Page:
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MMF Invests in Health of Metis Community

Photo from Manitoba Metis Federation's website.

Last Thursday, November 2, the Manitoba Metis Federation broke ground on Michif Manor, a home away from home for families coming to Winnipeg for medical care. The facility will have a focus on Metis culture and will be open to members of the Metis Nation living outside Winnipeg. 

The intention of Michif Manor will be to give those in the Metis Nation living outside of Winnipeg awaiting medical procedures a safe, comfortable place to stay. In a post shared on the MMF website, the facility will offer traditional healing practices. Traditional methods in modern healthcare will help “enhance the physical, mental, emotional, and spiritual well-being of Metis Citizens travelling from outside Winnipeg.” 

“Michif Manor is another building block of our ongoing approach to supporting our citizens through facilities that provide wraparound services and holistic support,” Will Goodon, MMF Minister of Housing and Property Development, said in the same post. “Whether they need help finding or buying a home, transitioning from the child welfare system into adulthood, or securing a home away from home while undergoing treatment, we’re here for them.” 

The building project will have ten personal units near the Health Sciences Centre, so every patient has a private room with their own washroom. The facility will have two communal kitchens, a group dining area, a room for working out, laundry facilities, a cultural resource room, and a games room for kids. The MMF describes the idea as being a similar concept to Ronald McDonald Charity Houses. 

Michif Manor is expected to be open by September 2024. The MMF website ensures there will be support for the unique needs of all families using the services at the Manor. The promise for daily operations includes educational programs, workshops, and resource centres to provide families with the information they need to manage the healthcare system. 

Funding for the project comes from the Indigenous Homes Innovation Initiative (IHII). This federally operated group works to support First Nations, Inuit, and Metis people with breakthrough ideas pertaining to assisting Indigenous people across the country. Additional financial support for Michif Manor was given by the Council for the Advancement of Native Development Officers (CANDO), a federally recognized not-for-profit organization.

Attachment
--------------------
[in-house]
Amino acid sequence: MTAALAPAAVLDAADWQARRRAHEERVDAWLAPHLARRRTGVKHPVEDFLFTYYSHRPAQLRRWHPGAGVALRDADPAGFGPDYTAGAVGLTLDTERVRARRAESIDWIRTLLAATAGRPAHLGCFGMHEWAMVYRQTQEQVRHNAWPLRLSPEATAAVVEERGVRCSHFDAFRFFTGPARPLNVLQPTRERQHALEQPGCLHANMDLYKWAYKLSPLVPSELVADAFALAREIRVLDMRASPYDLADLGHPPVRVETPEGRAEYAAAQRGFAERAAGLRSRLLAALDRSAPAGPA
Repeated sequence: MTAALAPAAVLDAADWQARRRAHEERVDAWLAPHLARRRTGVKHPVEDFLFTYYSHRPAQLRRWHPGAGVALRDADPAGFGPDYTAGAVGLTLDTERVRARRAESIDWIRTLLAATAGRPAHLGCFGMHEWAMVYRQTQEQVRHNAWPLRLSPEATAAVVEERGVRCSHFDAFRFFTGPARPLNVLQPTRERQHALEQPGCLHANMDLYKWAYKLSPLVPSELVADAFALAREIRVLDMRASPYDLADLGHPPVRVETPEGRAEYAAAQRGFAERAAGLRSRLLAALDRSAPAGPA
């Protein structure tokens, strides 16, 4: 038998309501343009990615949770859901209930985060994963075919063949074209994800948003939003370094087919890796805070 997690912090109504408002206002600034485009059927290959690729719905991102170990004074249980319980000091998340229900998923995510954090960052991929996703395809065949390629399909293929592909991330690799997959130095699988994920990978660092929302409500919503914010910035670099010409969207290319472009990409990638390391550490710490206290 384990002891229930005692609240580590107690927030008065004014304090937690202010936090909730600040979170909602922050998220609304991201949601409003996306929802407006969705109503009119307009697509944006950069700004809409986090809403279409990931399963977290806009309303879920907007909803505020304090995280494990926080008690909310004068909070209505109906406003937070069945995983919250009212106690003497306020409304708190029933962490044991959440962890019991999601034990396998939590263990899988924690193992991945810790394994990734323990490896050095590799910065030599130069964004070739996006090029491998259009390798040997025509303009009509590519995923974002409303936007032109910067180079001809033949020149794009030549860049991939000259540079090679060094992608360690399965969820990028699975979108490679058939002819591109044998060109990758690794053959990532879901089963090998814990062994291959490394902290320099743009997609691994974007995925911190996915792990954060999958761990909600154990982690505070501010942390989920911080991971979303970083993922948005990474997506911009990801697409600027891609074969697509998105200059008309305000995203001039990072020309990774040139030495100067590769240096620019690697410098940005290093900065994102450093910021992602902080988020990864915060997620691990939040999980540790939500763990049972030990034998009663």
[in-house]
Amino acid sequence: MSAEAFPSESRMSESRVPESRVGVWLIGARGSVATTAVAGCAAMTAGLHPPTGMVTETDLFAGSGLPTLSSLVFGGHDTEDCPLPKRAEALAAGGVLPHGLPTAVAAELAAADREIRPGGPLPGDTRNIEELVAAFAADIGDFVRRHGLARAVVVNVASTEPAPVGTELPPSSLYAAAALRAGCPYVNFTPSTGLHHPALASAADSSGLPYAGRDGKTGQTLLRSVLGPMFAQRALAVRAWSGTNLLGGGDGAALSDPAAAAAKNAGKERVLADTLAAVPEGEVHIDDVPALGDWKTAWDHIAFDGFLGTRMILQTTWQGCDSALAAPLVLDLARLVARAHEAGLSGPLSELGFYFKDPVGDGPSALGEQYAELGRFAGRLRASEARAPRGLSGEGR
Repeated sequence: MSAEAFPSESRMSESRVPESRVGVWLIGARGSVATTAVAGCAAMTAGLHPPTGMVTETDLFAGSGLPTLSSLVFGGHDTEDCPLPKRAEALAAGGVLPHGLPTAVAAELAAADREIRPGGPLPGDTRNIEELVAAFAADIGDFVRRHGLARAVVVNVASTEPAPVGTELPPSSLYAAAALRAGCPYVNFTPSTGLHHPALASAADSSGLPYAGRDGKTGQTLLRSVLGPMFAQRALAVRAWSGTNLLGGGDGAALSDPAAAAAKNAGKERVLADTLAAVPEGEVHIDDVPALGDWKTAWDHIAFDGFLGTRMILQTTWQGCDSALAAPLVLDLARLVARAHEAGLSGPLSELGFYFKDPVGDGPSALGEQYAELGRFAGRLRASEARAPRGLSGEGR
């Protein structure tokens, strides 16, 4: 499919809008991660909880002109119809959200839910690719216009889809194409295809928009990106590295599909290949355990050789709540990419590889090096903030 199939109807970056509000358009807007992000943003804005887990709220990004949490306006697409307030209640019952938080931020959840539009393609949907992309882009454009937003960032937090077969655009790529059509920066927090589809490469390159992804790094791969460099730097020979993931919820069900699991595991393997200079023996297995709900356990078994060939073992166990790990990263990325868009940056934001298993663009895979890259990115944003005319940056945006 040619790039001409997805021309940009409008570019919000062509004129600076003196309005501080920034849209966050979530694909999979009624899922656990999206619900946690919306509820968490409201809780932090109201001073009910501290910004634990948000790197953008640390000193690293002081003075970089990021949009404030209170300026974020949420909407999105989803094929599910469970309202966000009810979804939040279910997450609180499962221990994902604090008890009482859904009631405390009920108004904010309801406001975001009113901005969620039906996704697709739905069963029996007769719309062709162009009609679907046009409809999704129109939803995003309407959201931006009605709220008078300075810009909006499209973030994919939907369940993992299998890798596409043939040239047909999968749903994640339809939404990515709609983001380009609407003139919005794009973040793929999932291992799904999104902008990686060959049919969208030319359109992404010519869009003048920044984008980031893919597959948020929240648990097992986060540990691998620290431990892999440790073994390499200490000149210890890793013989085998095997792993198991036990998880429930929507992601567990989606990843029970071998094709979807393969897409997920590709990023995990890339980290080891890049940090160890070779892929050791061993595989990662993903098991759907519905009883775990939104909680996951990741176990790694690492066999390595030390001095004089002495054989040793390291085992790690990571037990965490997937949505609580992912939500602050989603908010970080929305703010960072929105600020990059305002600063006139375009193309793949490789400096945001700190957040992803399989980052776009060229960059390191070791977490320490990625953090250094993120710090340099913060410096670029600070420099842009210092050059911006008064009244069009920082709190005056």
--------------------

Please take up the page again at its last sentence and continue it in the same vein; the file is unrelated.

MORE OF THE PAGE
The Federal Government created the IHII to support Indigenous communities across Canada. Three hundred forty-two projects were submitted for funding through IHII, but only 24 were selected. Two of the accepted propositions were from the MMF. Federal Minister of Indigenous Services Patty Hajdu praised the new project, calling it an innovative step toward “reversing the impacts of colonialism.” 

“Michif Manor is an excellent example where traditional practices will provide a culturally safe and inclusive place to stay for those travelling to Winnipeg for medical care. Through the IHII, we are proud to support this important project.” 

The $11 million project is aimed to help Metis citizens from across the province with their medically related stays in Winnipeg. Approximately $2.5 million of assistance will be coming from the IHII.  

“Sometimes that little bit of a helping hand gets people over the hump,” Will Goodon said in a video posted by the MMF. “Because when there’s really bad illnesses in families that can hurt and tear people apart. Rather than having that happen, the historic Metis Nation Red River Metis want to wrap our arms around everybody and do the best that we can for them. I’m excited to be a part of this and looking forward to opening the doors here by next year.”